Ruthin's first House of Correction was built in 1654, and would have incarcerated felons and the unemployed alike. The gaol was rebuilt in 1775 following the prison investigations of John Howard (as in the Howard League for Penal Reform), and by 1837 could hold 37 inmates. Following the Prisons Act 1865, a new wing on the Pentonville model was built to form, in 1878, HM Prison Ruthin.













The four-storey wing housed 100 prisoners. The gaol closed in 1916, when the prisoners were moved to HM Prison Shrewsbury, a scaled-up version of Ruthin, and still in use. Both look and feel much like HM Prison Slade, of television's Porridge. Our desire to seek to drive behaviour through punishment, despite all that we know about how only reward operates effectively to do so, seemingly remains as strong as in the seventeenth century.

Ruthin Town House














Nantclwyd House is understood to be the oldest timber-framed town house in Wales, dendrochronology having dated its earliest parts to circa 1435. It was enlarged in the Jacobean, Stuart and Georgian periods, passing through the hands of a number of affluent families, including the Wynnes. The house became a Victorian girls' school and an Edwardian rectory and judges' lodgings. Restored by Denbighshire County Council, there is a room in the style of each of the ages of the house. Simply beautiful.



10 September 2012

Pye in the Sky

Is it possible to watch live the Six O'Clock News on a 63-year-old Pye LV20 elevison? Acquire an Aurora standards converter, supply this with power of nine volts DC at 250 milliamps, and connect it to the video and audio outputs of a digibox or other transmission source. Make up a length of 75 ohm coaxial cable with an F-type radio frequency (RF) connection at the Aurora end, and connect the other end to a balun via a standard coax plug.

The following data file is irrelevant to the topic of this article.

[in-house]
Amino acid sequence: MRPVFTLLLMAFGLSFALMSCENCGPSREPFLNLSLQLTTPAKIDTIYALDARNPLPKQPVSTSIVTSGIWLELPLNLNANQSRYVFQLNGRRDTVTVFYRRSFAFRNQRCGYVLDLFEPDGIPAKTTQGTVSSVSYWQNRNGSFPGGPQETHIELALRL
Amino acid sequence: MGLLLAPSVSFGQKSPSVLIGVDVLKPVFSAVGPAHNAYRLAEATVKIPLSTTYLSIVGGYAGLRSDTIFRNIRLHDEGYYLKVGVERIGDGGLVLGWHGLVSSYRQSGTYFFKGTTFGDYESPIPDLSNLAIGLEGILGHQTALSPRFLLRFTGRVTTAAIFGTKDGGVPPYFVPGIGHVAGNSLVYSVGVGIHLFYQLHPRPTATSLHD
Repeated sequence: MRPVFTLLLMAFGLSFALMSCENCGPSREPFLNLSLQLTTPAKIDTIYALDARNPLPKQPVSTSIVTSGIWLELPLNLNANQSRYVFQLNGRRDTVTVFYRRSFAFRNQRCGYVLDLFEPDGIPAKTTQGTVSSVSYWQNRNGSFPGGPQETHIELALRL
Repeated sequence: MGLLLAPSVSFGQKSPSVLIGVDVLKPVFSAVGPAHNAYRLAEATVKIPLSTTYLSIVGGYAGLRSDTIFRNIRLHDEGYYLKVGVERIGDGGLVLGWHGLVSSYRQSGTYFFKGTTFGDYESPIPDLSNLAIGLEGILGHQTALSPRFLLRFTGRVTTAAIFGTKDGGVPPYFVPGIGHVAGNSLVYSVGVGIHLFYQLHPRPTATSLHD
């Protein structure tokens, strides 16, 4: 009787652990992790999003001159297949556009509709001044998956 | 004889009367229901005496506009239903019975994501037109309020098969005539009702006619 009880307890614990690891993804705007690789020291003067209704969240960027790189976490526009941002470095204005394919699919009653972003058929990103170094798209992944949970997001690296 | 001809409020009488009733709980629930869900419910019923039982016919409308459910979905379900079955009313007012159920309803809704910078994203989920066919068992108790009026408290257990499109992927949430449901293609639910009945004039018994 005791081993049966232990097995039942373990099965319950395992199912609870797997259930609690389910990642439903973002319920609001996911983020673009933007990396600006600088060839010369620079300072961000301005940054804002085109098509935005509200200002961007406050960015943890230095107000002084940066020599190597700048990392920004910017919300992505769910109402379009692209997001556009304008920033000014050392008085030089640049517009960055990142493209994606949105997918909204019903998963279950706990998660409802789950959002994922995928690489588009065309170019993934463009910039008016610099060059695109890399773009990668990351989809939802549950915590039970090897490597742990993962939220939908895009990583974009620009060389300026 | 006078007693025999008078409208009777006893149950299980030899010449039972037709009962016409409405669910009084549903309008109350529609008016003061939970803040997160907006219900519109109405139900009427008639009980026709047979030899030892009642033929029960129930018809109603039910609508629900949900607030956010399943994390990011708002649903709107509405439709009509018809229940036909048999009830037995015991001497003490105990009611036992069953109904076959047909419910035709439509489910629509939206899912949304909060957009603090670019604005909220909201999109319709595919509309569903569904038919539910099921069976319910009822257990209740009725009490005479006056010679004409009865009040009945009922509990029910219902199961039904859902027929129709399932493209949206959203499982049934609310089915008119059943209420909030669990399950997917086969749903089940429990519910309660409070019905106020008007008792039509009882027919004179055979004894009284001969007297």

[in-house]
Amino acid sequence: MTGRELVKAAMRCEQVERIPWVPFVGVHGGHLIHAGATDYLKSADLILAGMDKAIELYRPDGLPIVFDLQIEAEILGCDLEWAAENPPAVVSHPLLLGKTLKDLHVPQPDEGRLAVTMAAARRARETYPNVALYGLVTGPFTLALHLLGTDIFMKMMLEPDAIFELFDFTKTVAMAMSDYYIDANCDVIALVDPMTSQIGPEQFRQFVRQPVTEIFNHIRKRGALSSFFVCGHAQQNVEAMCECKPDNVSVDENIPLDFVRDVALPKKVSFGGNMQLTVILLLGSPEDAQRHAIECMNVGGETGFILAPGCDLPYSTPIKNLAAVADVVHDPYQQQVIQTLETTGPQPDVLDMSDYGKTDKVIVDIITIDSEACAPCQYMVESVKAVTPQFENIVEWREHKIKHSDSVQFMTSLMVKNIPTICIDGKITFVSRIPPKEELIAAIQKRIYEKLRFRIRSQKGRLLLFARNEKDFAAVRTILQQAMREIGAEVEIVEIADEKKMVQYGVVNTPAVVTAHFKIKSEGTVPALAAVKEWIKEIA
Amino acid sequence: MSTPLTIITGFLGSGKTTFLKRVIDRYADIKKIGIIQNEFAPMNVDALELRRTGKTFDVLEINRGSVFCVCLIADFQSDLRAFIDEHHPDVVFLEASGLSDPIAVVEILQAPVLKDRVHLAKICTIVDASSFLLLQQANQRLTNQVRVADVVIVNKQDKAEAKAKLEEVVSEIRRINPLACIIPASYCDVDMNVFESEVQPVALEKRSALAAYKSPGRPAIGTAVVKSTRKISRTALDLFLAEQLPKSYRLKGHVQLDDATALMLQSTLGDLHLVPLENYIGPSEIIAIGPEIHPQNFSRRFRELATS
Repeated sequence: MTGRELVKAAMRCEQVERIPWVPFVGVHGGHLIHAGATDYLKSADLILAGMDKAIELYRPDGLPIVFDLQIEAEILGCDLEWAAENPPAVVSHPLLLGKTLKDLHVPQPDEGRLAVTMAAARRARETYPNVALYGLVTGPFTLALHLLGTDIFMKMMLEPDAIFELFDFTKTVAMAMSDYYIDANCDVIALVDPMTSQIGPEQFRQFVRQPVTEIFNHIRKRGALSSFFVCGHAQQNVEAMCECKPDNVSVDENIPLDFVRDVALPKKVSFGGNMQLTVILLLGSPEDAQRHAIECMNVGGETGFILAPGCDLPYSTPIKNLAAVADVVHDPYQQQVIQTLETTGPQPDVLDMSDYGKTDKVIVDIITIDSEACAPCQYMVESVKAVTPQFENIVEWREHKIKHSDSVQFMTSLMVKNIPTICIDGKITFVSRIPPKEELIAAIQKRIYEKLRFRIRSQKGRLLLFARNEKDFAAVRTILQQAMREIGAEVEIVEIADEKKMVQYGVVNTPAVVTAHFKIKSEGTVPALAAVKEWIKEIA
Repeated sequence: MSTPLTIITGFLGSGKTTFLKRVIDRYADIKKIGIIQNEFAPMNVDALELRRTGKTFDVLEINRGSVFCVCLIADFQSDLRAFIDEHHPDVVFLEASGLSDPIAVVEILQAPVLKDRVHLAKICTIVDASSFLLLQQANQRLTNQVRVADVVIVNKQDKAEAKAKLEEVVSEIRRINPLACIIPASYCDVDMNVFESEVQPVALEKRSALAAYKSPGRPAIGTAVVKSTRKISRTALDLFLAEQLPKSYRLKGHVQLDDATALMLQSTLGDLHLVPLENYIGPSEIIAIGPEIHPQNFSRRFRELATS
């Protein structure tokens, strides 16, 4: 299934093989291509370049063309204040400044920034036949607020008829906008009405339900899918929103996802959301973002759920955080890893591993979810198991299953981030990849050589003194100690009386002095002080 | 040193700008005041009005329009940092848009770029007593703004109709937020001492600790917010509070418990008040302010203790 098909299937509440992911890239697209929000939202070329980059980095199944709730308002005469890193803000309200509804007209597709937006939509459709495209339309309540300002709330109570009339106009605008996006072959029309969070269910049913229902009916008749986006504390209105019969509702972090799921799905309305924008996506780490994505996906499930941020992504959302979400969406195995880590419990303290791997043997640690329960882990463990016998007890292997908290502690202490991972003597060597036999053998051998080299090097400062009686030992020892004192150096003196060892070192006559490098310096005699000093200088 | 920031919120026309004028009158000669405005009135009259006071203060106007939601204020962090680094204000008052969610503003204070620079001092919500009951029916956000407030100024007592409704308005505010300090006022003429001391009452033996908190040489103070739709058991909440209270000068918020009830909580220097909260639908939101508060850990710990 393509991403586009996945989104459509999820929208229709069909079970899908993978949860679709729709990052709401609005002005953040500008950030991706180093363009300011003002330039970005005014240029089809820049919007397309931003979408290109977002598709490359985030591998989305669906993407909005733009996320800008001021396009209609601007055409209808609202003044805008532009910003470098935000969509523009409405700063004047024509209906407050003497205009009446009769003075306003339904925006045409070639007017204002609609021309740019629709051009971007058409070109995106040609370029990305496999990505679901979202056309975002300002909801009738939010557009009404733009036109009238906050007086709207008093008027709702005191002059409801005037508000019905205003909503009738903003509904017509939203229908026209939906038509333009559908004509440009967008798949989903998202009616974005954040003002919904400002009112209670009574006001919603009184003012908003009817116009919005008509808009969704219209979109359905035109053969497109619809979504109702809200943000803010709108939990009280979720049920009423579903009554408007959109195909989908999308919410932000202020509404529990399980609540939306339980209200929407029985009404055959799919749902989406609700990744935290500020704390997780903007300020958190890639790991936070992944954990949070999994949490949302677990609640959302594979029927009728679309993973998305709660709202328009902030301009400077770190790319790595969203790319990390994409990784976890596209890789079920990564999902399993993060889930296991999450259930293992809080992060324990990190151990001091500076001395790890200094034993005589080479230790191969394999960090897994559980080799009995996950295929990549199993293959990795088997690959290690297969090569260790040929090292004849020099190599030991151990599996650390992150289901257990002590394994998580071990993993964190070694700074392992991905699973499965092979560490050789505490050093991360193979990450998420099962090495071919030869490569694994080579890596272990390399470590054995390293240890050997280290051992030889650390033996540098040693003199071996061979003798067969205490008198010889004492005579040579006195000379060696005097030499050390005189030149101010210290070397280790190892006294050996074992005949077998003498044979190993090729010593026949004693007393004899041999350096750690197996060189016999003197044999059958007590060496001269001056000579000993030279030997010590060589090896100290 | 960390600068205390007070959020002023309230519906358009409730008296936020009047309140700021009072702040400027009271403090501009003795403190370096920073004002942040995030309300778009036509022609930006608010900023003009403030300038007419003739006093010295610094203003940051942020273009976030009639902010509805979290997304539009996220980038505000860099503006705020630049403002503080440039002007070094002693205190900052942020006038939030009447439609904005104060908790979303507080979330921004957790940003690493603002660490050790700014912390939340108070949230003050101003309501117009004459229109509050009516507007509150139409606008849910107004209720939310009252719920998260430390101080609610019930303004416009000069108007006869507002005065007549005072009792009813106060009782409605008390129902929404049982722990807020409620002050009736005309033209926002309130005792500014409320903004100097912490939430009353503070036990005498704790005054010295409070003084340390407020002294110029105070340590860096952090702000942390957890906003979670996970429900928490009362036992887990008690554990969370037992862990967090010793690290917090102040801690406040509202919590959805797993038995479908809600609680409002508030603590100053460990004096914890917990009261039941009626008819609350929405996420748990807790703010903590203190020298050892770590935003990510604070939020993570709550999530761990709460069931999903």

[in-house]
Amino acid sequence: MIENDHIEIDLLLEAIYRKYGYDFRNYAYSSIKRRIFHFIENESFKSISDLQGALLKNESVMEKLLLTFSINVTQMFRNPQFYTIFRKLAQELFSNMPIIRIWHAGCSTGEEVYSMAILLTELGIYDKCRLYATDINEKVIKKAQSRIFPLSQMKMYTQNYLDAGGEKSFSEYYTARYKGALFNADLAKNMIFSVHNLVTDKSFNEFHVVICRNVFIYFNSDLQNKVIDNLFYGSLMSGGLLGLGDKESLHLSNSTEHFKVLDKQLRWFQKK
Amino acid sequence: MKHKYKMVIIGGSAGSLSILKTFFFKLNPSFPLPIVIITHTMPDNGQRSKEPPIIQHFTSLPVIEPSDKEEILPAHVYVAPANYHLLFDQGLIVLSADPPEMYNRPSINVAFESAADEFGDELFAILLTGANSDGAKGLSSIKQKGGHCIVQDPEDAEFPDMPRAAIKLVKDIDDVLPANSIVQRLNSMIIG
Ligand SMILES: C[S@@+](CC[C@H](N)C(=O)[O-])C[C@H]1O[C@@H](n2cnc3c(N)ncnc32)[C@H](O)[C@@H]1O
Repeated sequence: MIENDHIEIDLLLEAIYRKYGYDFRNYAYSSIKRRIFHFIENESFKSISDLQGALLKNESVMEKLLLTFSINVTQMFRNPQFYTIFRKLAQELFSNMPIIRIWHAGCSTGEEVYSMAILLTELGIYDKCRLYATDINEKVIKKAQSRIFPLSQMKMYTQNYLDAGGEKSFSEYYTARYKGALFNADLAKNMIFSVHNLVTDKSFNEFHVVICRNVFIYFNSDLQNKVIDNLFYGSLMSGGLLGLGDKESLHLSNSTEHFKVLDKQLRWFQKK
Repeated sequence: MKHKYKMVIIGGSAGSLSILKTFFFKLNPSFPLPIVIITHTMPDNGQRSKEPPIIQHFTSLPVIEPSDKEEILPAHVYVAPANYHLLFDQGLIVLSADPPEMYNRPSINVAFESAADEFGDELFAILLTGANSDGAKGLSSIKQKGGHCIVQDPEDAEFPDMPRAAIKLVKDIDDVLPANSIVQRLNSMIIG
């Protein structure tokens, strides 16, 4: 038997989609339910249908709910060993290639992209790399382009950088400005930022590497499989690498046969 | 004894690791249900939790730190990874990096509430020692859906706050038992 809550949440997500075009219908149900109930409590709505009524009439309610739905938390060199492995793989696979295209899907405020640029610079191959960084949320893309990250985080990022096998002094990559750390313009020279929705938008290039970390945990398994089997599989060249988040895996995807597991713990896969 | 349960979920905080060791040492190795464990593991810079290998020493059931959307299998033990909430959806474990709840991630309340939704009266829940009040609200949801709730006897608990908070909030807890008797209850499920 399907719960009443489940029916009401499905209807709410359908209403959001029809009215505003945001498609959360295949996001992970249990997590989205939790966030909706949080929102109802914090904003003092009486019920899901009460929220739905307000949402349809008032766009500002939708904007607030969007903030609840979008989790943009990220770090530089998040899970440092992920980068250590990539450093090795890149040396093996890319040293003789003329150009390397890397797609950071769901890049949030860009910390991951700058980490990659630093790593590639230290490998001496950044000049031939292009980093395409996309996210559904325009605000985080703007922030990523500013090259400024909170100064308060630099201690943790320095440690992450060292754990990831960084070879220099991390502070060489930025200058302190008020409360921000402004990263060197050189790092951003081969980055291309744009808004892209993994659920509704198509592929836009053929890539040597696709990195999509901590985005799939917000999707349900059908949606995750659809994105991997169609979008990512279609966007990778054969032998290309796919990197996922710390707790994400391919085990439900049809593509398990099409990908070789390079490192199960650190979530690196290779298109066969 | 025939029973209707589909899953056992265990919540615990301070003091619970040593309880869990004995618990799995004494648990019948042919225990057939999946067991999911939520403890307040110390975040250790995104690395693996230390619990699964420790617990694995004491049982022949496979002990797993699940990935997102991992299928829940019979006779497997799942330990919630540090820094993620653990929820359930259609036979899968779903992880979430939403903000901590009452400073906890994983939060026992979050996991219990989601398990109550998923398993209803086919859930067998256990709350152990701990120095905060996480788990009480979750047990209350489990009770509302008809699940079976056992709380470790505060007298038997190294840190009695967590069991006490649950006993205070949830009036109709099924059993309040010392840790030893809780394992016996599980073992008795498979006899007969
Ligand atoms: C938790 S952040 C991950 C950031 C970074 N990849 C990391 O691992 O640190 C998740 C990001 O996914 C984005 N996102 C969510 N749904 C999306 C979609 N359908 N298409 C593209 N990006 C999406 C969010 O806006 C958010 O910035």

Solder two short lengths of insulated copper wire into a pair of wander plugs, crimp onto the other end of each wire a ring terminal, and screw these into the terminals of the balun. Push the wander plugs into the twin line antenna socket of the Pye, and power up this, the standards converter, and the source. Select the correct RF channel on the converter - in this case 61.75 MHz for the picture and 58.25 MHz for the sound. Answer: Yes. But beware the possibility of a live chassis.

04 September 2012

Odeon Front Radio



The AC-only Ekco RS3, introduced in August 1931, was the first wireless set to have station names marked on its dial. It benefited also from automatic waveband switching as the cursor is moved between the top and bottom halves of the tuning scale. The Bakelite cabinet, available in walnut or mahogany (pictured) was designed by J.K.White - this architectural style is known as 'cathedral' or 'Odeon front.'

Its sloped and stepped top, stepped-back sides (into which are recessed carry pockets - the radio weighs about 18 lbs), and pollarded willow tree design grille in anodised copper, are classic Art Deco, with a hint of Art Nouveau. The AC/DC SH25 of the following year used the same cabinet, as a factory fire had destroyed the new season's designs. It can be distinguished by the use of concentric knobs, necessary given that the RS3 cabinet didn't have enough holes for the controls.